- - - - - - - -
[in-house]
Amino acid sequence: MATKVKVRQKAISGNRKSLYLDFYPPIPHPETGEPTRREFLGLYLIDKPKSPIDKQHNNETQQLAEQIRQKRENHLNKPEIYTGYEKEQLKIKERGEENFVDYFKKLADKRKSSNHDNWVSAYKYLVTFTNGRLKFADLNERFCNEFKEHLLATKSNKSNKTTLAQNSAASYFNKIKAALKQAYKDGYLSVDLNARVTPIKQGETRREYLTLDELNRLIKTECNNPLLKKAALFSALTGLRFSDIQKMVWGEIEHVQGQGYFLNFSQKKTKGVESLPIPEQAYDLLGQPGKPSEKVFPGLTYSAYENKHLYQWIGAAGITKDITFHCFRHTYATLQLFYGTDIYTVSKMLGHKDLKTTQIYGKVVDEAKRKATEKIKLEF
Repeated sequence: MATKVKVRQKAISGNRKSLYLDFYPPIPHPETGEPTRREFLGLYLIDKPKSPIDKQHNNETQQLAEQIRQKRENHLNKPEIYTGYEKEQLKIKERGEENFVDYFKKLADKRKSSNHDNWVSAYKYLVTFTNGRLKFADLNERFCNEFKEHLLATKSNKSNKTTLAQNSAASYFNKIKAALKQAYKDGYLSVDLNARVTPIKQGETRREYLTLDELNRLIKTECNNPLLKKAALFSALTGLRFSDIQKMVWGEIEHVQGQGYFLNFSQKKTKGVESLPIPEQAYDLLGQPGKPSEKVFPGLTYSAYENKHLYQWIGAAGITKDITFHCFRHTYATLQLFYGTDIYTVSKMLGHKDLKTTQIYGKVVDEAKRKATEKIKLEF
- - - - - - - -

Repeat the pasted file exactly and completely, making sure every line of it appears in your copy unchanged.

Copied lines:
[in-house]
Amino acid sequence: MATKVKVRQKAISGNRKSLYLDFYPPIPHPETGEPTRREFLGLYLIDKPKSPIDKQHNNETQQLAEQIRQKRENHLNKPEIYTGYEKEQLKIKERGEENFVDYFKKLADKRKSSNHDNWVSAYKYLVTFTNGRLKFADLNERFCNEFKEHLLATKSNKSNKTTLAQNSAASYFNKIKAALKQAYKDGYLSVDLNARVTPIKQGETRREYLTLDELNRLIKTECNNPLLKKAALFSALTGLRFSDIQKMVWGEIEHVQGQGYFLNFSQKKTKGVESLPIPEQAYDLLGQPGKPSEKVFPGLTYSAYENKHLYQWIGAAGITKDITFHCFRHTYATLQLFYGTDIYTVSKMLGHKDLKTTQIYGKVVDEAKRKATEKIKLEF
Repeated sequence: MATKVKVRQKAISGNRKSLYLDFYPPIPHPETGEPTRREFLGLYLIDKPKSPIDKQHNNETQQLAEQIRQKRENHLNKPEIYTGYEKEQLKIKERGEENFVDYFKKLADKRKSSNHDNWVSAYKYLVTFTNGRLKFADLNERFCNEFKEHLLATKSNKSNKTTLAQNSAASYFNKIKAALKQAYKDGYLSVDLNARVTPIKQGETRREYLTLDELNRLIKTECNNPLLKKAALFSALTGLRFSDIQKMVWGEIEHVQGQGYFLNFSQKKTKGVESLPIPEQAYDLLGQPGKPSEKVFPGLTYSAYENKHLYQWIGAAGITKDITFHCFRHTYATLQLFYGTDIYTVSKMLGHKDLKTTQIYGKVVDEAKRKATEKIKLEF